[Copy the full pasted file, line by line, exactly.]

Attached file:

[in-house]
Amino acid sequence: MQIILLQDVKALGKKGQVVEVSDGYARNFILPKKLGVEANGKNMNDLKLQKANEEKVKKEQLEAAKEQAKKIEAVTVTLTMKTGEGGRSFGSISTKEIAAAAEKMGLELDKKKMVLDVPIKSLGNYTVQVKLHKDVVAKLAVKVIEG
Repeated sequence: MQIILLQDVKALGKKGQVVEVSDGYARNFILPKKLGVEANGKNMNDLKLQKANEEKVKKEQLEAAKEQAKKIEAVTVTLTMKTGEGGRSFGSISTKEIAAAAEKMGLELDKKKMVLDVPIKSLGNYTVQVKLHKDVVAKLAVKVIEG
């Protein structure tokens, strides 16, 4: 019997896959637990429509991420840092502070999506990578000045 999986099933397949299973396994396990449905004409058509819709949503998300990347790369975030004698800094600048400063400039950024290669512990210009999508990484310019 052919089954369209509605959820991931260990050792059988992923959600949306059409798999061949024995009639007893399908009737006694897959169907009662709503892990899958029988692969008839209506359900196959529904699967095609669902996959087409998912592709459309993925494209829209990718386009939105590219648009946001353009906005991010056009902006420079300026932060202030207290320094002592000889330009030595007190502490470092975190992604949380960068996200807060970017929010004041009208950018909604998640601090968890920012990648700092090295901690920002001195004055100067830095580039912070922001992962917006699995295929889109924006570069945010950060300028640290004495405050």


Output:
[in-house]
Amino acid sequence: MQIILLQDVKALGKKGQVVEVSDGYARNFILPKKLGVEANGKNMNDLKLQKANEEKVKKEQLEAAKEQAKKIEAVTVTLTMKTGEGGRSFGSISTKEIAAAAEKMGLELDKKKMVLDVPIKSLGNYTVQVKLHKDVVAKLAVKVIEG
Repeated sequence: MQIILLQDVKALGKKGQVVEVSDGYARNFILPKKLGVEANGKNMNDLKLQKANEEKVKKEQLEAAKEQAKKIEAVTVTLTMKTGEGGRSFGSISTKEIAAAAEKMGLELDKKKMVLDVPIKSLGNYTVQVKLHKDVVAKLAVKVIEG
């Protein structure tokens, strides 16, 4: 019997896959637990429509991420840092502070999506990578000045 999986099933397949299973396994396990449905004409058509819709949503998300990347790369975030004698800094600048400063400039950024290669512990210009999508990484310019 052919089954369209509605959820991931260990050792059988992923959600949306059409798999061949024995009639007893399908009737006694897959169907009662709503892990899958029988692969008839209506359900196959529904699967095609669902996959087409998912592709459309993925494209829209990718386009939105590219648009946001353009906005991010056009902006420079300026932060202030207290320094002592000889330009030595007190502490470092975190992604949380960068996200807060970017929010004041009208950018909604998640601090968890920012990648700092090295901690920002001195004055100067830095580039912070922001992962917006699995295929889109924006570069945010950060300028640290004495405050």